The Dornbirn-based practice designed Chapel Salgenreute for a spot next to the Krumbacher moor in Austria's Vorarlberg state. It replaces an old chapel that had occupied the site for 200 years.
Set on a stone base, the chapel is clad entirely in wood, which is intended to grey as it weathers – like the traditional buildings nearby.
"The sun is going to change the wooden facade – it will turn darker, black in the south, silver-grey in the north, just like the old farmhouses from the area," said the architects.
The architects based the layout of the spaces inside the chapel, including an apse, on the old building, while the steeply pitched roof is intended as a contemporary update.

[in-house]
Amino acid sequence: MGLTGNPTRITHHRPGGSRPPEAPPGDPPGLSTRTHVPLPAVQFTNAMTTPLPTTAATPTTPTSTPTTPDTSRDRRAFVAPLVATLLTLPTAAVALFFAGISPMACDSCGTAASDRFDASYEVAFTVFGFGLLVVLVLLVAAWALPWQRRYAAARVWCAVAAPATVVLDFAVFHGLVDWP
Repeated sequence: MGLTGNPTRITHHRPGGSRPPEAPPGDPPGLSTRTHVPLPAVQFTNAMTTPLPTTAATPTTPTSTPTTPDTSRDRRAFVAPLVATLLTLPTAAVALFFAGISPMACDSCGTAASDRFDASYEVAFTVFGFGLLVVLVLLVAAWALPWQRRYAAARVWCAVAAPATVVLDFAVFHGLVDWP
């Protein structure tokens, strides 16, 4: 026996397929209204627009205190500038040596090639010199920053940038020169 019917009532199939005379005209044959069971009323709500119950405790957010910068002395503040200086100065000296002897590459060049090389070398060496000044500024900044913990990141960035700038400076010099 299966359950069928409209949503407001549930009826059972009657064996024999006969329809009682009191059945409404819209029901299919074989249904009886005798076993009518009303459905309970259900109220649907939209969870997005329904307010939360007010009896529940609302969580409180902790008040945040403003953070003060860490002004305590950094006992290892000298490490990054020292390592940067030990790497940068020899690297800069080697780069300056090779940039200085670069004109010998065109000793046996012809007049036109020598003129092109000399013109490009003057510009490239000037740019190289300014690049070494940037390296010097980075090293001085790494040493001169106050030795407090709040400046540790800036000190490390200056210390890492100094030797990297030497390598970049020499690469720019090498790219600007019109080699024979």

The internal walls, floors and ceiling are all covered in the same light wood, which provides a dramatic roof above the minimal church pews, which are also made from pale timber.
"The shape of the room is new – an outstanding steep rising spatial folding made out of wood," said the architects. "The inside of the chapel is dominated by the homogeneous material of the wall and the roof."
A large metal door recessed at the front of the building opens to the main church hall.
The rows of benches face towards the white altar and the window behind, which frames the branches of s large tree.
"The view straight ahead through the white apse leads directly into the nature," said the architects. "Whoever enters the chapel leaves the solid ground and proceeds a reflective journey."
The statue of the virgin Mary, which originated from the existing building, is placed at the side of the apse.
Photography is by Adolf Bereuter.